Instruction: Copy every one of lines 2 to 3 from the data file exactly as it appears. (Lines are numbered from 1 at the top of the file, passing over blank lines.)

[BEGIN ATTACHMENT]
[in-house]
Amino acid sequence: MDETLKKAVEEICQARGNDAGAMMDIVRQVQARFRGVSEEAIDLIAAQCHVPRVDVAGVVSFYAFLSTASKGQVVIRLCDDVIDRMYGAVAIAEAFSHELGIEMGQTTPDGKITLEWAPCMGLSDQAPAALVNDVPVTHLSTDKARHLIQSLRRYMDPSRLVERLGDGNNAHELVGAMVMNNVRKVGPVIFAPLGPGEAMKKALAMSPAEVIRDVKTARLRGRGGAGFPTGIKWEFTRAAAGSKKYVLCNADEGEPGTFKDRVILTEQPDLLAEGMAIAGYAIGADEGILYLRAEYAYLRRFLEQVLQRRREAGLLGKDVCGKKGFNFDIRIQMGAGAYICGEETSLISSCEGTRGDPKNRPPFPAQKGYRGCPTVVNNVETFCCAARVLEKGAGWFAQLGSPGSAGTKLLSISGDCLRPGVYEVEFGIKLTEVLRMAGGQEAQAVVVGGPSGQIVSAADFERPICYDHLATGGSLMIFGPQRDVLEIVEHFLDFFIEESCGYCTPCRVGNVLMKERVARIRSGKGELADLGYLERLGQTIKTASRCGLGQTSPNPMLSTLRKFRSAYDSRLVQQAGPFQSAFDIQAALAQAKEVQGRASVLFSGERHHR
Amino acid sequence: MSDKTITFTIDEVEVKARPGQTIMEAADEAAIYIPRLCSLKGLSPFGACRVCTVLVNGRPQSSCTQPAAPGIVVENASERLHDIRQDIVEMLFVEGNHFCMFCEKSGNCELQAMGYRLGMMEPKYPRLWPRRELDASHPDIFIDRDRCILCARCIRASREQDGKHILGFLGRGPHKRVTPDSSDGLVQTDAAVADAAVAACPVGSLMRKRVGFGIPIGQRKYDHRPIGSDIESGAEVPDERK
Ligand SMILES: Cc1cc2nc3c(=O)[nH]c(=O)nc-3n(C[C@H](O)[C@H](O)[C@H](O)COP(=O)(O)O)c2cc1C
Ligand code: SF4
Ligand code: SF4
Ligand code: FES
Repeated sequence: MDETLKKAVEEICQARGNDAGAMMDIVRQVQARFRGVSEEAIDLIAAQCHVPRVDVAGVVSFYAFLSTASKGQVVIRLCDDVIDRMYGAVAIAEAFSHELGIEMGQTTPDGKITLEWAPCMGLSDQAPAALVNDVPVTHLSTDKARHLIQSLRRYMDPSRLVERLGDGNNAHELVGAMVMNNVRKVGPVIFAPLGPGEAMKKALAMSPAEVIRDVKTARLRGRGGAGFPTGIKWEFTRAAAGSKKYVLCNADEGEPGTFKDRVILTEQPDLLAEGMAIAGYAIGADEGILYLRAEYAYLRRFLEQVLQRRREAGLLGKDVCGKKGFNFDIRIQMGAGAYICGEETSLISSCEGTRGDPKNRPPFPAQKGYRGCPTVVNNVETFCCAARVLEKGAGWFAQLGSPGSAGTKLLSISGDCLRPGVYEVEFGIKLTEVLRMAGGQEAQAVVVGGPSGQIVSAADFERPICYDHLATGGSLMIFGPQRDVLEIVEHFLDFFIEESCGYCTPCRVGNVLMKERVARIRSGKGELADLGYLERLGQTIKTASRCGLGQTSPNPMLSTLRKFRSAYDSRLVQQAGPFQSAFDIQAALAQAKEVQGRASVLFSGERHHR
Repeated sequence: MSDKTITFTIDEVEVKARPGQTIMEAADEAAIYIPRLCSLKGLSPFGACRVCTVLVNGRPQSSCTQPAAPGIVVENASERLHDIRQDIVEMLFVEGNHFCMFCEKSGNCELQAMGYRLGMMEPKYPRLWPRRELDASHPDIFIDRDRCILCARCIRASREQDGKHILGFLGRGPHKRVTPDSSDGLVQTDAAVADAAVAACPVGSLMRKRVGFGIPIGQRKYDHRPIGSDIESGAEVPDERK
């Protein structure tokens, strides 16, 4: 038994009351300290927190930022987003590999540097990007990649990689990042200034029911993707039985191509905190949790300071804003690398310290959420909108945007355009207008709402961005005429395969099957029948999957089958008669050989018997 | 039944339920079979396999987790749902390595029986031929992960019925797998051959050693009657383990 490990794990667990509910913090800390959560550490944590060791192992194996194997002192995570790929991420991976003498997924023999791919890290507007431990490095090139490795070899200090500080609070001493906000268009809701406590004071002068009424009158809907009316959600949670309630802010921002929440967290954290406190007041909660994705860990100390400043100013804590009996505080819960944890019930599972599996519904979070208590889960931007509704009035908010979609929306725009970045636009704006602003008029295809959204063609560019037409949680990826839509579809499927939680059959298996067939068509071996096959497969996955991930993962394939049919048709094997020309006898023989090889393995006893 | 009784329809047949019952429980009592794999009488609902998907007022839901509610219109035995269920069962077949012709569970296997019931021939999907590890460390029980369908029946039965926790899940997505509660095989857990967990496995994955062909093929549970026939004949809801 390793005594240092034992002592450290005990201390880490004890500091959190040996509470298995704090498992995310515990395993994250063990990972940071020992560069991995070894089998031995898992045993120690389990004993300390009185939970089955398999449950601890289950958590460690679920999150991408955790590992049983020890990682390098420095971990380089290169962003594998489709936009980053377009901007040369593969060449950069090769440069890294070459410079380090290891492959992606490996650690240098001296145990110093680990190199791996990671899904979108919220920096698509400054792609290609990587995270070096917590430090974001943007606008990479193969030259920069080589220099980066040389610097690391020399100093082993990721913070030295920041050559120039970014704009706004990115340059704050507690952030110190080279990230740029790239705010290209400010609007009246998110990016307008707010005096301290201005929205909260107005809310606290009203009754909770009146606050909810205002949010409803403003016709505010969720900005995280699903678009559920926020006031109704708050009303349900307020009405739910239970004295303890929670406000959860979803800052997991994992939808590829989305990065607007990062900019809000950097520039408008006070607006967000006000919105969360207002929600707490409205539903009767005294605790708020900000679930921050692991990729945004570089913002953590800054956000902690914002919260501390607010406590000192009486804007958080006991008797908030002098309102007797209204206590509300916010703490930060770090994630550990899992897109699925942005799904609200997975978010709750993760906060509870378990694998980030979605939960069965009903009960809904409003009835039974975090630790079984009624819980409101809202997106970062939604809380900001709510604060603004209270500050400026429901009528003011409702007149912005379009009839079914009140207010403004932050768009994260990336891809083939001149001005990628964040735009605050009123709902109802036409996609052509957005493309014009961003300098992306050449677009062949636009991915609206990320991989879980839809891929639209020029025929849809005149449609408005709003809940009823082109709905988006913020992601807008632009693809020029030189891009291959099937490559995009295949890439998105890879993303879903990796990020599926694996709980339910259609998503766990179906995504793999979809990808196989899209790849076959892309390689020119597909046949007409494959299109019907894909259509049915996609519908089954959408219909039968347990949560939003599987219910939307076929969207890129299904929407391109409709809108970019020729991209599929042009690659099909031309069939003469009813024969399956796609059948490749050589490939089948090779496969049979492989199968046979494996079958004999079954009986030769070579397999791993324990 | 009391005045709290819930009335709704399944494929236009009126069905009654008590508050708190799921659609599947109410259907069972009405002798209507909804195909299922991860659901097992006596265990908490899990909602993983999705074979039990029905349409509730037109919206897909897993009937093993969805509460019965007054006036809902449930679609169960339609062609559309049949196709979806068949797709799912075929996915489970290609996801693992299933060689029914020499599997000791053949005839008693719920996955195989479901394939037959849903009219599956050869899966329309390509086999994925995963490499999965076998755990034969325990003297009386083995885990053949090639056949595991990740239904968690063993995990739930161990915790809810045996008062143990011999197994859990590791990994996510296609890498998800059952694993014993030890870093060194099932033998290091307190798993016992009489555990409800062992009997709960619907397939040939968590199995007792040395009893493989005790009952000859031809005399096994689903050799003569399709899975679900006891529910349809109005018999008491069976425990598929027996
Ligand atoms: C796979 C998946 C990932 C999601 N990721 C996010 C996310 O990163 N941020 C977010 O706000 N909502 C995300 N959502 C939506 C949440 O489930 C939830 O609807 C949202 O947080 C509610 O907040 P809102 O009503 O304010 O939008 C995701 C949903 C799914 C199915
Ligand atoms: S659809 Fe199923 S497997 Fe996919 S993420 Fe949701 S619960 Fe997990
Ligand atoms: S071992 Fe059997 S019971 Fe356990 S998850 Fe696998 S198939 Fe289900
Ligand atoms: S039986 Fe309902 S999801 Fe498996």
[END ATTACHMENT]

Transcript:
Amino acid sequence: MDETLKKAVEEICQARGNDAGAMMDIVRQVQARFRGVSEEAIDLIAAQCHVPRVDVAGVVSFYAFLSTASKGQVVIRLCDDVIDRMYGAVAIAEAFSHELGIEMGQTTPDGKITLEWAPCMGLSDQAPAALVNDVPVTHLSTDKARHLIQSLRRYMDPSRLVERLGDGNNAHELVGAMVMNNVRKVGPVIFAPLGPGEAMKKALAMSPAEVIRDVKTARLRGRGGAGFPTGIKWEFTRAAAGSKKYVLCNADEGEPGTFKDRVILTEQPDLLAEGMAIAGYAIGADEGILYLRAEYAYLRRFLEQVLQRRREAGLLGKDVCGKKGFNFDIRIQMGAGAYICGEETSLISSCEGTRGDPKNRPPFPAQKGYRGCPTVVNNVETFCCAARVLEKGAGWFAQLGSPGSAGTKLLSISGDCLRPGVYEVEFGIKLTEVLRMAGGQEAQAVVVGGPSGQIVSAADFERPICYDHLATGGSLMIFGPQRDVLEIVEHFLDFFIEESCGYCTPCRVGNVLMKERVARIRSGKGELADLGYLERLGQTIKTASRCGLGQTSPNPMLSTLRKFRSAYDSRLVQQAGPFQSAFDIQAALAQAKEVQGRASVLFSGERHHR
Amino acid sequence: MSDKTITFTIDEVEVKARPGQTIMEAADEAAIYIPRLCSLKGLSPFGACRVCTVLVNGRPQSSCTQPAAPGIVVENASERLHDIRQDIVEMLFVEGNHFCMFCEKSGNCELQAMGYRLGMMEPKYPRLWPRRELDASHPDIFIDRDRCILCARCIRASREQDGKHILGFLGRGPHKRVTPDSSDGLVQTDAAVADAAVAACPVGSLMRKRVGFGIPIGQRKYDHRPIGSDIESGAEVPDERK